A “leggy” basil plant looking for more light (left) and some seedlings shocked by a cold snap (right)
How to fix it: The good news is that all of the nutrients will still be in the bottle (don’t change the water) and you should still have plenty of seeds to give it another shot! If you think a cold snap took out your plant, start over when the temperatures are a little warmer or place it in a more protected spot. If your plant wasn’t getting enough light you will have to move it to a sunnier spot or invest in a grow light.
What: Plant flops over and doesn’t stand up by itself
Why: Your plant has a weak stem. Your plant’s growth outpaced the ability of stem to support it, and is a little floppy.
Top-heavy Basil Plant with bamboo support attached with a twist tie
How to fix it: This is a very easy fix! Just place a support (we like bamboo skewers) to help the plant stay vertical while it bulks up its stem base. If you are planning on moving your plant around, you can use a twist-tie to fix the stem to the skewer for additional support.
What: There’s fuzzy stuff growing on the surface
Why: You’ve created an environment conducive to life and organic growth, and now you are seeing some naturally occurring fungi. Fungi can be “good” or “bad,” but our smart soil is loaded with beneficial fungi (Trichoderma, Penicillium, and Mocor) so although it might look a little funky chances are it’s doing no damage at all. It may in fact even be improving the health of your plant.
“Good” fungi, helping the roots absorb nutrients (left) and “Bad” Fungi, consuming seeds before they sprout (right)
How to fix it: A little bit of fungi is nothing to be alarmed at, but if it does start to overtake the entire surface of your garden then increasing the airflow is the best way to keep it under control. If fungi is growing after your plant sprouted, remove the germination sticker and place the bottle near a fan or breezier area. If your seeds never sprout (but fungi does), then scrape the fungi off the surface, and try planting some more seeds – this time without the germination sticker – so we get a bit more air in there.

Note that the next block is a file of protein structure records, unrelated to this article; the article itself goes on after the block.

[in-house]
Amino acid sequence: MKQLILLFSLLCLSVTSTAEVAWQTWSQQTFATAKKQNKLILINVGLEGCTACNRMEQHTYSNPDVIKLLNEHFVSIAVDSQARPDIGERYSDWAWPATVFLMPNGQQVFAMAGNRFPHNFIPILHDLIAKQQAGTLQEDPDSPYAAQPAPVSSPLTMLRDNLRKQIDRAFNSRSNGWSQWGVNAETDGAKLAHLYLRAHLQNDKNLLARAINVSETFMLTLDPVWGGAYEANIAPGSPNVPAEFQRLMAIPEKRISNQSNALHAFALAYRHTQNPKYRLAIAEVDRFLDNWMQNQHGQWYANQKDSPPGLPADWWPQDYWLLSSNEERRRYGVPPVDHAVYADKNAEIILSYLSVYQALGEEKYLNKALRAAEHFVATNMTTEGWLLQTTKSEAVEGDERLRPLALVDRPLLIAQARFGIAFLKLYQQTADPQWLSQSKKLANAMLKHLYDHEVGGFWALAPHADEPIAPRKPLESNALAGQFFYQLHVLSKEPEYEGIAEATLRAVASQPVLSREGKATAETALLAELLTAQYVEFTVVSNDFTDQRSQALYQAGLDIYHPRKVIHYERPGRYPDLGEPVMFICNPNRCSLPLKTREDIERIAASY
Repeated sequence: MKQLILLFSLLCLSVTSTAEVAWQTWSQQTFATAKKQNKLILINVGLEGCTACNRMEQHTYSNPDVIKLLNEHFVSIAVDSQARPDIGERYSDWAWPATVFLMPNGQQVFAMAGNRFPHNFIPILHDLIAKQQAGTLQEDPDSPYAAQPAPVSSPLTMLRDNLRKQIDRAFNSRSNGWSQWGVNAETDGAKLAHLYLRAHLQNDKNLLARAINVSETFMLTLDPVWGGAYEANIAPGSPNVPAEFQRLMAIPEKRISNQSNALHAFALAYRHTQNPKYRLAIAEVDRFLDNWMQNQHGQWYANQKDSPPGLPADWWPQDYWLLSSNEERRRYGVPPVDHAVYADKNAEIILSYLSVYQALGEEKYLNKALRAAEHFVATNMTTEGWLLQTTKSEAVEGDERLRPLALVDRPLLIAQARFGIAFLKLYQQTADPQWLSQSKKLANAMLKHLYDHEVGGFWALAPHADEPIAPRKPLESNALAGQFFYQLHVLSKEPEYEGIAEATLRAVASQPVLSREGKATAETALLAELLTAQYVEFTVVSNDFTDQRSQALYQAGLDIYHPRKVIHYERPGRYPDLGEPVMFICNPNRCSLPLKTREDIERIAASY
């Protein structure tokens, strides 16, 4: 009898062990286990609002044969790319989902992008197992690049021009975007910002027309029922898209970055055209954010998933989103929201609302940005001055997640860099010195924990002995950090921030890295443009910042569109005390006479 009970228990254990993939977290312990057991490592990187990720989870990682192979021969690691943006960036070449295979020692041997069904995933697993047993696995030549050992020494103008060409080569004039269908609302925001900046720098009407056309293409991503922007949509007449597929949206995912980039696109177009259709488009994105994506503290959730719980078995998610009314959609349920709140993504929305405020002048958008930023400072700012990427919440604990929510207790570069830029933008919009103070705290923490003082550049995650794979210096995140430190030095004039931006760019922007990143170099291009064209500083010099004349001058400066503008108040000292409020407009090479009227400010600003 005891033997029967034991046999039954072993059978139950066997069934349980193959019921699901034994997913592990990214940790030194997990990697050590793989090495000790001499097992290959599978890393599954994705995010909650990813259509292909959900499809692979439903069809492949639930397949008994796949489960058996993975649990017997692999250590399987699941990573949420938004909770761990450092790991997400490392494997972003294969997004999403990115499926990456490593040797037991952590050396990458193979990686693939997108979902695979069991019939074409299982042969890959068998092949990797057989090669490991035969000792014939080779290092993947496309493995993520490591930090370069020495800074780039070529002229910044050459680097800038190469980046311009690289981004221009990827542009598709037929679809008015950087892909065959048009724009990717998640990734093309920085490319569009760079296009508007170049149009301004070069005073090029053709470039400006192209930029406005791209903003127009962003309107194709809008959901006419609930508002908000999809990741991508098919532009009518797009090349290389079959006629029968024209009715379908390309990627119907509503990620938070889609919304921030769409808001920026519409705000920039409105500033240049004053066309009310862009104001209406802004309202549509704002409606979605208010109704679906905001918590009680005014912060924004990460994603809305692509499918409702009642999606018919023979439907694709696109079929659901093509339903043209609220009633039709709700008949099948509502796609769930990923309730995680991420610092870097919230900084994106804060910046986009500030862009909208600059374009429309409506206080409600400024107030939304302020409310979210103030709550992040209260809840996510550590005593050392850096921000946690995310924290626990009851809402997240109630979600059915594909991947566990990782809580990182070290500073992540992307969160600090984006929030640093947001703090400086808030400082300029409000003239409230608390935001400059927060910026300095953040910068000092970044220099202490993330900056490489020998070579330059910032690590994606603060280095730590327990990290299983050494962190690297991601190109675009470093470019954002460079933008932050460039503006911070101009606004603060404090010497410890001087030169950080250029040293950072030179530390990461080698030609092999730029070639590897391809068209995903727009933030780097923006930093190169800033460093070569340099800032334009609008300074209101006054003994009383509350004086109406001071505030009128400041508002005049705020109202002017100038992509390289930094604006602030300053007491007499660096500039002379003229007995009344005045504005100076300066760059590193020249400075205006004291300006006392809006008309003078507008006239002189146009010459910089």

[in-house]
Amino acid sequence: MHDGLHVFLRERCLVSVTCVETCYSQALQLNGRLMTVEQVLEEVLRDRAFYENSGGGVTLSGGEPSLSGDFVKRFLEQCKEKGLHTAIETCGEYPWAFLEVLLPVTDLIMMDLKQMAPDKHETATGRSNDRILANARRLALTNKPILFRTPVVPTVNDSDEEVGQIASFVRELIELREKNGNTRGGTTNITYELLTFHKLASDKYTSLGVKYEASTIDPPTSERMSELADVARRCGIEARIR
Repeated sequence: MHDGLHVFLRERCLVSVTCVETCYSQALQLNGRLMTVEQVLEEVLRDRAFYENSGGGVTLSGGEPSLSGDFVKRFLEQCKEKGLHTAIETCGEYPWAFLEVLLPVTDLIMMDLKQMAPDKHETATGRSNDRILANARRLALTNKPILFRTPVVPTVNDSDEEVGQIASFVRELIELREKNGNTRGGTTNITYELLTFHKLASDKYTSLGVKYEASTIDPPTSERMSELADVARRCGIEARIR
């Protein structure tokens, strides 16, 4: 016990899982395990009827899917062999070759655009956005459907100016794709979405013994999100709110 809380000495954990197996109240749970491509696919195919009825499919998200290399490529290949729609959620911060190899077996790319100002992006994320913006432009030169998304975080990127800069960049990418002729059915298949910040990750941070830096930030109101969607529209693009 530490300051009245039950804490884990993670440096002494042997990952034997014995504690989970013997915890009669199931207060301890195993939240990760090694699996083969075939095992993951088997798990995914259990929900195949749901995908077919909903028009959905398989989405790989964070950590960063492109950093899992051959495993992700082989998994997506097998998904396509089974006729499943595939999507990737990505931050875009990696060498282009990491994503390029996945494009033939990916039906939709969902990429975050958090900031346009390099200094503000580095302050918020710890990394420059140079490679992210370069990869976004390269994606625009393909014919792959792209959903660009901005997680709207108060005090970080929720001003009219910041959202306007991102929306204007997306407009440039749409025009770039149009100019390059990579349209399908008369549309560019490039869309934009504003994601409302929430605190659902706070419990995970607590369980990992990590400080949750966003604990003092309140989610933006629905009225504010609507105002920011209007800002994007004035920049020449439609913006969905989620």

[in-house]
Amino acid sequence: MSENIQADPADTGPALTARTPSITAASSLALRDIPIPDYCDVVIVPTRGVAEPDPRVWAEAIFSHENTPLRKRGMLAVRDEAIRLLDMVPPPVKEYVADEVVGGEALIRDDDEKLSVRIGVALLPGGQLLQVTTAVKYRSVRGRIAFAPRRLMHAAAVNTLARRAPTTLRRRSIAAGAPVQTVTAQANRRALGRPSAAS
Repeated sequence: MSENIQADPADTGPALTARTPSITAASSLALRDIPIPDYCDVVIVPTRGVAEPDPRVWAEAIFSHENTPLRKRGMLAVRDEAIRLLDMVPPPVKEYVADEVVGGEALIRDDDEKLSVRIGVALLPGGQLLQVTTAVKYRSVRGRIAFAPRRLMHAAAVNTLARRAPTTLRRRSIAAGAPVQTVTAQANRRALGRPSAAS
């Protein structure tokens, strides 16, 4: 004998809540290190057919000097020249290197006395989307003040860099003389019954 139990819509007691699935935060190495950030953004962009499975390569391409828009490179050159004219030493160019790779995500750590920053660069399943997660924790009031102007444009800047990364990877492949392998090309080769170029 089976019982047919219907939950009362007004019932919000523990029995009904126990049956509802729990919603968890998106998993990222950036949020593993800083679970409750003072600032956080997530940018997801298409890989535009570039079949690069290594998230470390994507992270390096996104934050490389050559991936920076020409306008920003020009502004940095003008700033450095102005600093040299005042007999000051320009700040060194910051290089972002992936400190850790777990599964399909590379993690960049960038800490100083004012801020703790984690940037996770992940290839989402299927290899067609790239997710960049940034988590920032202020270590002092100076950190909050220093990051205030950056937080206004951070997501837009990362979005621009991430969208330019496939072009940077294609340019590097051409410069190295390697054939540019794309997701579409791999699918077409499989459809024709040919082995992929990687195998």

What: There’s algae growing in the bottle
Why: The color of the bottle you used did not block out the kinds of light that allow for algal growth. Algae are now consuming the nutrients meant for your plant!
Algae Growth in Clear Bottles
How to fix it: If you see algae starting to grow you can transfer the nutrient solution and plant to another bottle or add a covering the will block out the light. We have seen people use tin foil, paper bags, or even paint their bottles.
Wrapped, Decorated, and Dark Bottles
What: My plant is growing really slowly
Why: All plants grow at different rates – some are faster (ex basil) than others (ex mint). Regardless of the variety, they don’t need much light when they’re young, but as they get older growth will be proportional to the amount of light they receive. Check out our lighting blog to learn more.
If plants are not receiving enough light, they will often “reach” for light, causing them to grow long stems while not devoting energy to leafy growth.
How to fix it: This can be remedied by changing the lighting situation. If ample natural lighting is not available, grow lights are a popular option for indoor gardeners of all experience levels.
What: The roots are so thick that it is hard to water
Why: Growing a plant in the neck of a bottle comes with its own challenges – mostly a lack of real estate. When your plant has thick roots it can be hard to fully remove it and reinsert it without doing damage.
How to fix it: There are a couple of things you can do to make watering easier. As a proactive move, you can pick a bottle with a little wiggle room. Once it’s grown, if you lift the garden halfway out and pour water down the side with something like a sport top bottle it make for an easy and gentle watering (thanks for the tip Beth!). In our grow-lab we use a big plunger ($16) with the tubing placed along the garden. Added benefit is you can track exactly how much water the plant is using!
Using a sport cap bottle (left) or a big syringe (right) to make watering easy
What: My plant’s leaves are turning yellow
Why: There are a few potential reasons for this, but the most likely is that it is running out of nutrients. The World’s Smallest Garden comes with enough nutrients (plant food) to keep herbs alive for 5-6 months, but after that they’re going to run out of food. The good news is now is the time to harvest your entire plant and enjoy a feast!
If you’d like to re-use the plastic inserts then you can just replace the Smart Soil inside – this is available on our website. In order to ensure a continual supply of fresh herbs and other edible treats, we recommend starting a new set of gardens every 2-3 months.